Reason and Reasonability

Last week, a colleague of mine – a highly competent, intelligent scientist – stated, during a food conversation, “If you keep eating salad, you’ll turn into a rabbit”.

I find such irrationality, from people whose job apparently involves the strict application of reasoned thought, both highly amusing, and comforting, in that it indicates someone happy to be laughed at, and at themselves (always a sign of a true human being).

The other day, whilst cycling into work through the cemetery, I saw a couple of pairs of magpies; and then (cue a harsh scrape on a cello) a solitary one.

I’m not superstitious; though, like most people, I was when I was young, during those sponge-like formative years when the tendency is to believe anything the trusted elders come out with, before developing the habit of asking “Why?”, or "How?”. This, and an acquired inclination in later years to initially distrust supposed adults, was accompanied by a frequent furrowing of the brow, which has rendered me a model argument for botox. So, I’ve long since been comfortable with walking under ladders; don’t worry unduly if I break a mirror, and so on. However, I once tried to shift the habit of spitting and saying “Rabbits” whenever I spied a lone magpie… and it turned out to be a bad day.

Now, n = 1 is anecdotal, not scientific; the flimsiest of associations, which we normally – rationally – refer to as coincidence. So, willing myself to exorcise this last remaining fallacy demon from my psyche, I this time gave a figurative two fingers to ol’ ‘one for sorrow’, continued into work and went about my day….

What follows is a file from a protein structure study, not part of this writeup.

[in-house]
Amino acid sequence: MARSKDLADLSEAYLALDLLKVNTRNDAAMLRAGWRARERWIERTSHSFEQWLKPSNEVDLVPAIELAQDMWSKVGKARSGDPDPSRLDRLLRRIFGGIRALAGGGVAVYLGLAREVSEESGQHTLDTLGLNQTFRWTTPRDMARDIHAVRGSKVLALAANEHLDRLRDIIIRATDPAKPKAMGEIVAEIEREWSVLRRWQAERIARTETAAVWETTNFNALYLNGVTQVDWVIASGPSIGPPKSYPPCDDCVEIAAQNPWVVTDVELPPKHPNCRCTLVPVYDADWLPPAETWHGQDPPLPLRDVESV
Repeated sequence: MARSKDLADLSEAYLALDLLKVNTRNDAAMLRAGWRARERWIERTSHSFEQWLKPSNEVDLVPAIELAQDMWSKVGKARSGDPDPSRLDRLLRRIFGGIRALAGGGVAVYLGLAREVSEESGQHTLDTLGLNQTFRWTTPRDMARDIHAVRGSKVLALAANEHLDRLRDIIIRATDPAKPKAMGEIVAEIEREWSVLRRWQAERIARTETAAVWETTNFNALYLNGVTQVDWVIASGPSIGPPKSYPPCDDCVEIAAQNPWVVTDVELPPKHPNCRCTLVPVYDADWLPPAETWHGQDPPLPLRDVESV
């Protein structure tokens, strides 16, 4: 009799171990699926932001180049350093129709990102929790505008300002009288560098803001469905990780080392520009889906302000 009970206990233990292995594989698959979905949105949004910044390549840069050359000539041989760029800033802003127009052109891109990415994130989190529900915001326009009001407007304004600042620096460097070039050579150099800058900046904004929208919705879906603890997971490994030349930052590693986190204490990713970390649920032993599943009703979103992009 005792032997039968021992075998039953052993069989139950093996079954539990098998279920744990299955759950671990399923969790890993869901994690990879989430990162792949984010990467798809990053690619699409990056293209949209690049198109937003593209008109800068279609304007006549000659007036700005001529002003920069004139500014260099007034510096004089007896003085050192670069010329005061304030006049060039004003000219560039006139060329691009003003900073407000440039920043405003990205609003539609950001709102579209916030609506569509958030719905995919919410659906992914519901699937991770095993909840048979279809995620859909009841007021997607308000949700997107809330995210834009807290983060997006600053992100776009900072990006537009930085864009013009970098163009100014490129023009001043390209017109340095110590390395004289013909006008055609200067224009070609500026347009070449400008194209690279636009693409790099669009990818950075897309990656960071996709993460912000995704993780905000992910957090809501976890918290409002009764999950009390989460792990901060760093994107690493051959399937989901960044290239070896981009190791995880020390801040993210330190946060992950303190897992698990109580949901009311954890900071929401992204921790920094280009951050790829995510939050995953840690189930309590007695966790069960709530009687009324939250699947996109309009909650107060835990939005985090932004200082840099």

…. there was a message in my E-mail inbox, one which I knew immediately would be bad. So, I quickly decided to stick my head in the sand and deleted it without reading. Solved that problem, eh? But I recollected that magpie, and made that tenuous association all over again. Should have spat and said “Rabbits”. (Or maybe I’ve just stumbled across evidence to suggest the evolutionary link between the magpie and the ostrich is a bird-brained jackass.)

Next, you’ll be telling me scientists buy lottery tickets! Eeeesh!

3 responses to “Reason and Reasonability

  1. Lee – the single magpie equation clearly has more than one solution, as I generally resort to the requirement to greet it politely (e.g. ‘Good morning, Mr Magpie.’) rather than say ‘Rabbits’.
    I go along with Bohr who allegedly had a lucky horseshoe on his wall, and when asked ‘surely you don’t believe in such superstitious nonsense, Professor Bohr,’ (or words to that effect) replied with something like: ’I’m told it works whether or not you believe in it.’

  2. Brian – I too have an horseshoe, a gift from an equestrian friend when I moved to my current workplace. She said I have to keep it upright (ie ‘U’-shaped), otherwise the luck will spill out; so I do. As to whether it makes any difference….
    Bohr’s comment could be applied many ways: a good scientific theory doesn’t have to, er, make sense (and Quantum Theory doesn’t to most of us); a dose of irrationality is necessary to the scientific endeavour from time to time; to religion (from a believer’s viewpoint).
    Glad I’m not the only one with an inclinination to talk to magpies (providing we’re not turning cuckoo).

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